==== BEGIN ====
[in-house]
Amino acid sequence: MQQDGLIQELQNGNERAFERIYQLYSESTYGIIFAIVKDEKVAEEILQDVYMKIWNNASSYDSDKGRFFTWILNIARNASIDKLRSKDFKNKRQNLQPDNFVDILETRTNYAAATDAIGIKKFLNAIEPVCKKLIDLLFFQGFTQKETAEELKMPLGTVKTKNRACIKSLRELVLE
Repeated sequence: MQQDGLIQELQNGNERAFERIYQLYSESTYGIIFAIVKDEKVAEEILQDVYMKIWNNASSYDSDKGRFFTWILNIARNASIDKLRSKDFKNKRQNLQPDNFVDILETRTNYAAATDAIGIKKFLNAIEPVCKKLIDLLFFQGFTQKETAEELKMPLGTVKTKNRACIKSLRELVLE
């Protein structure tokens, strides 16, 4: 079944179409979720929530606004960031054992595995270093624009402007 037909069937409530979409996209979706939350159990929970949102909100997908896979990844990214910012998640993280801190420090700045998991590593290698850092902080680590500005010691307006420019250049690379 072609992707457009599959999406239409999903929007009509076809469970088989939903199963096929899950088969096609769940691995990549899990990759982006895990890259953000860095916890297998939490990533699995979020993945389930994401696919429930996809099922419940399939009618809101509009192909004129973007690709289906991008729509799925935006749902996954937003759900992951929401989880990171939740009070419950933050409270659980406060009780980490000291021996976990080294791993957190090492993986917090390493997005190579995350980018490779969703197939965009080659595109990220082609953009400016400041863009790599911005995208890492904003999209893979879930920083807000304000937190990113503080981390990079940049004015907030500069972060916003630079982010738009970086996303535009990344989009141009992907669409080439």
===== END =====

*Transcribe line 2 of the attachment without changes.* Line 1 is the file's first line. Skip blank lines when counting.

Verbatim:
Amino acid sequence: MQQDGLIQELQNGNERAFERIYQLYSESTYGIIFAIVKDEKVAEEILQDVYMKIWNNASSYDSDKGRFFTWILNIARNASIDKLRSKDFKNKRQNLQPDNFVDILETRTNYAAATDAIGIKKFLNAIEPVCKKLIDLLFFQGFTQKETAEELKMPLGTVKTKNRACIKSLRELVLE